Given this disappointing recent history from two of the longest-running Housewives series, it was obvious Orange County producers needed to inject some new life into the franchise this season.
Enter — rather, reenter — Heather Dubrow, an RHOC fan favorite from 2012 to 2016. Raised in the upper crusts of Chappaqua, New York, Dubrow went to Syracuse University, briefly starred in That’s Life, an early-2000s CBS show, and married plastic surgeon Terry Dubrow, a reality TV titan in his own right as the longtime cohost of Botched, with whom she has four children. The couple are now bigtime shopping network shills — they sell beauty products — and are widely considered the wealthiest family ever featured on Orange County.
In retrospect, leaving reality TV before the Trump era (to spend more time with family, she said at the time) was a smart move on Dubrow’s part. She went out on a relatively high note, most derisively known by the end of her first tenure as being a “fancy pants” with annoyingly high standards. In the Housewives world, there are far worse things to be than a snob. If anything, Dubrow’s calculated image-consciousness and rarely, if ever, disturbed projection of familial bliss and domestic perfection could get a little snoozy, as well as mildly irritating.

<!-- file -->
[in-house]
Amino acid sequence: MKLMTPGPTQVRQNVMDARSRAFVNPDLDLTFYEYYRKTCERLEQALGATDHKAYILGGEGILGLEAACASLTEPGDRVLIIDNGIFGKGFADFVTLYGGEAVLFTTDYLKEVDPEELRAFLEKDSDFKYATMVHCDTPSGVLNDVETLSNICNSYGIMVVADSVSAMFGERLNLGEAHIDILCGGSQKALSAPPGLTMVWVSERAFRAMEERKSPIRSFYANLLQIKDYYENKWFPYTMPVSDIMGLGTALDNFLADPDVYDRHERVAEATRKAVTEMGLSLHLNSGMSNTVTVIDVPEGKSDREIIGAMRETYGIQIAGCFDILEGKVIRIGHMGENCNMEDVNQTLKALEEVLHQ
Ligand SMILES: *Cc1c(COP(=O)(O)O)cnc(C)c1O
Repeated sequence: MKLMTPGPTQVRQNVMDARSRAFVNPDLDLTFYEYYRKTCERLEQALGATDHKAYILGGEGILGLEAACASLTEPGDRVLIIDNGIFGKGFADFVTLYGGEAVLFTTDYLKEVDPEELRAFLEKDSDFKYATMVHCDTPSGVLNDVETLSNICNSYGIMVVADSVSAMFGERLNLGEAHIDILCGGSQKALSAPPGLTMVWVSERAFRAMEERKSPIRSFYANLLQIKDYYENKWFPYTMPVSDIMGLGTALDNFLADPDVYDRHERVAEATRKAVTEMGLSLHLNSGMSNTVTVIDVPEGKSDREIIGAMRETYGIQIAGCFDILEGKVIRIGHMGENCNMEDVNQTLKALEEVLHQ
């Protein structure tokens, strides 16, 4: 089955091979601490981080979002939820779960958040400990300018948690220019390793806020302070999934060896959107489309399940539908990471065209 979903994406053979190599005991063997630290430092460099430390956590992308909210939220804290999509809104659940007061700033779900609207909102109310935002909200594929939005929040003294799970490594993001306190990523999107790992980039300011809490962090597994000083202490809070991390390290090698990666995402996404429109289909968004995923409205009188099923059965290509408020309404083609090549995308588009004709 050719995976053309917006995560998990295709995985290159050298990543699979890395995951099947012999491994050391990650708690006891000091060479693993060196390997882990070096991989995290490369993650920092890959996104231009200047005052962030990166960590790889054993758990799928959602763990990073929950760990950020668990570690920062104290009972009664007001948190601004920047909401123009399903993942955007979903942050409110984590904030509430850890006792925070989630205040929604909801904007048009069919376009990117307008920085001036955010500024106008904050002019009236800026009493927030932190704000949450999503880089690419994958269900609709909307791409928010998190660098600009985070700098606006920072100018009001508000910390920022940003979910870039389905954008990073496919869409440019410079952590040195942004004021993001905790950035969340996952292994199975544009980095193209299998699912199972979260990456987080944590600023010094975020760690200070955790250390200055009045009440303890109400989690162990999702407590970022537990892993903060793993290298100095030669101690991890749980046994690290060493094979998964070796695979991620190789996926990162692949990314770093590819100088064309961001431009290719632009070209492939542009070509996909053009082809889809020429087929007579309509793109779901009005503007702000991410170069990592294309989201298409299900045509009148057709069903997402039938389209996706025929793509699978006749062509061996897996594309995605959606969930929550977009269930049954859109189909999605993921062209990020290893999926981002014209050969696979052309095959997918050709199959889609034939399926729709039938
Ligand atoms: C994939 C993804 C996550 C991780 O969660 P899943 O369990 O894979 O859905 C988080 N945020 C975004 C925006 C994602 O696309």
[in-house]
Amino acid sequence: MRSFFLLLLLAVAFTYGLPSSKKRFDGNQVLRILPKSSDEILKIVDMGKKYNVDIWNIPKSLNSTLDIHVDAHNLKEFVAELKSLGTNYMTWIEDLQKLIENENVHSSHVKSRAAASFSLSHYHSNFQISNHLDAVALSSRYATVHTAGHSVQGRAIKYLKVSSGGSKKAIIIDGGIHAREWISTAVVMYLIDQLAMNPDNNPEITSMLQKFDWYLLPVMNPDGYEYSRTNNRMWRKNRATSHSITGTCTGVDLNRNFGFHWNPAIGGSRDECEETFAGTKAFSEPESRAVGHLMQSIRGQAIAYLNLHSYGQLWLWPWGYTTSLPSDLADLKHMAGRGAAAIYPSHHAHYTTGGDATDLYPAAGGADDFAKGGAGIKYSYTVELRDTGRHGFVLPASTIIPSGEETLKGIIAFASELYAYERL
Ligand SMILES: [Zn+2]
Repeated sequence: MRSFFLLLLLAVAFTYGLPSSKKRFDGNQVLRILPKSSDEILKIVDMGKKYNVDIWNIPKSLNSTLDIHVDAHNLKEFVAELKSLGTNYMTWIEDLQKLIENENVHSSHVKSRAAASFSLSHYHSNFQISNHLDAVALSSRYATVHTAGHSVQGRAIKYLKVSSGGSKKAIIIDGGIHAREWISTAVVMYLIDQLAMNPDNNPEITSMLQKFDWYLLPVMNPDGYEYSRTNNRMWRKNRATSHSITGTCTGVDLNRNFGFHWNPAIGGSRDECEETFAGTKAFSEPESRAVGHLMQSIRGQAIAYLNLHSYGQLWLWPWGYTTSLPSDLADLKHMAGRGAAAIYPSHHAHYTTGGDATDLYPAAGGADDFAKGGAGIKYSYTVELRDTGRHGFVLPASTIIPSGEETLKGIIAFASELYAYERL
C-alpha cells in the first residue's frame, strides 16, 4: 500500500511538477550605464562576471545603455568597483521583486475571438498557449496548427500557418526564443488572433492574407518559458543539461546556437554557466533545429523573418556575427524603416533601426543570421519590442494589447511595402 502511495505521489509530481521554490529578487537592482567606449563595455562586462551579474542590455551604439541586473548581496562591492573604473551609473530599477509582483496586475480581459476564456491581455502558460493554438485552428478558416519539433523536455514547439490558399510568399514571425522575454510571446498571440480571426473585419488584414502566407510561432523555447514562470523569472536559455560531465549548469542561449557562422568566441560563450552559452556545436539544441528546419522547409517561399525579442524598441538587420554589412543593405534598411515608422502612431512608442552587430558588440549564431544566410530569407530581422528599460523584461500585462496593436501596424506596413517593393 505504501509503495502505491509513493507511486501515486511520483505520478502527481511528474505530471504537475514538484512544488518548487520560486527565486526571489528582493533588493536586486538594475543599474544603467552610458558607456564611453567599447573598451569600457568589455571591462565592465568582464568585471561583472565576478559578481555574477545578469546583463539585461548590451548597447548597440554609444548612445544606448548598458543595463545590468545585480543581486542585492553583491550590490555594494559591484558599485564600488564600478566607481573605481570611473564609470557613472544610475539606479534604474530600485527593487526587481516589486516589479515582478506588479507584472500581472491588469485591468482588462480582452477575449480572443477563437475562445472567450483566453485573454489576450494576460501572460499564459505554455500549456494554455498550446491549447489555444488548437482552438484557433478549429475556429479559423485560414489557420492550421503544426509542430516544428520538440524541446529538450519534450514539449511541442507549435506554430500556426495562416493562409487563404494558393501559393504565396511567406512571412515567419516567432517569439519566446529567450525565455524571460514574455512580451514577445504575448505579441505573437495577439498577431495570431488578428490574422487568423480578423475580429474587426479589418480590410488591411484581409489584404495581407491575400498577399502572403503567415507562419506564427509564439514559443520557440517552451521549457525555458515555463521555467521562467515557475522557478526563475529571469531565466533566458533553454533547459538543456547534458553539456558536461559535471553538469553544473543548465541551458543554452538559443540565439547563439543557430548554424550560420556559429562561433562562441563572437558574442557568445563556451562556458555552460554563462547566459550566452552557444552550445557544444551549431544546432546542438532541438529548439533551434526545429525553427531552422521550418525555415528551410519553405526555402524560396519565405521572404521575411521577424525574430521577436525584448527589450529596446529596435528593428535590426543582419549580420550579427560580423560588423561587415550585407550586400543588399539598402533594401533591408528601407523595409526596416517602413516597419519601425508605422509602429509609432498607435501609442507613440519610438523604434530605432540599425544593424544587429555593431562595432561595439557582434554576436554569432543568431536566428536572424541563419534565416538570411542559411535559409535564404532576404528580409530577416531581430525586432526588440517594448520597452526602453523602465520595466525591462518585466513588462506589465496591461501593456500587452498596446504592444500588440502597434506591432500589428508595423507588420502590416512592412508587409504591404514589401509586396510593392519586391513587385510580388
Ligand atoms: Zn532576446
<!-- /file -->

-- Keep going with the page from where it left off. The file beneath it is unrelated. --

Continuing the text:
Even so, I very much welcomed the return of Fancy Pants to The Real Housewives of Orange County’s 16th season, which premiered back in December. Dubrow, alongside her frenemy Shannon Beador, is responsible for some of the most breathtakingly petty fights in Housewives history, including a spat over whose chair was whose at a restaurant after Heather took Shannon’s while she was in the bathroom — an incident still referenced years after the fact.
Dubrow and Beador are, in some ways, each other’s perfect foils: one brunette, one blonde; one always Southern California–skinny, one whose weight has yo-yoed through the years; one seemingly forever on the up, up, up (in previous seasons we’ve seen all the time and money Dubrow pours into building increasingly gigantic mansions) and one whose new boyfriend and QVC food line have failed to convince her “friends” that she’s finally, actually, really happy now. One of the main plotlines this season involves Dubrow and fellow Northeasterner Gina Kirschenheiter accusing Beador of jealousy; Beador, meanwhile, is a little too transparently desperate to be liked to convince them otherwise.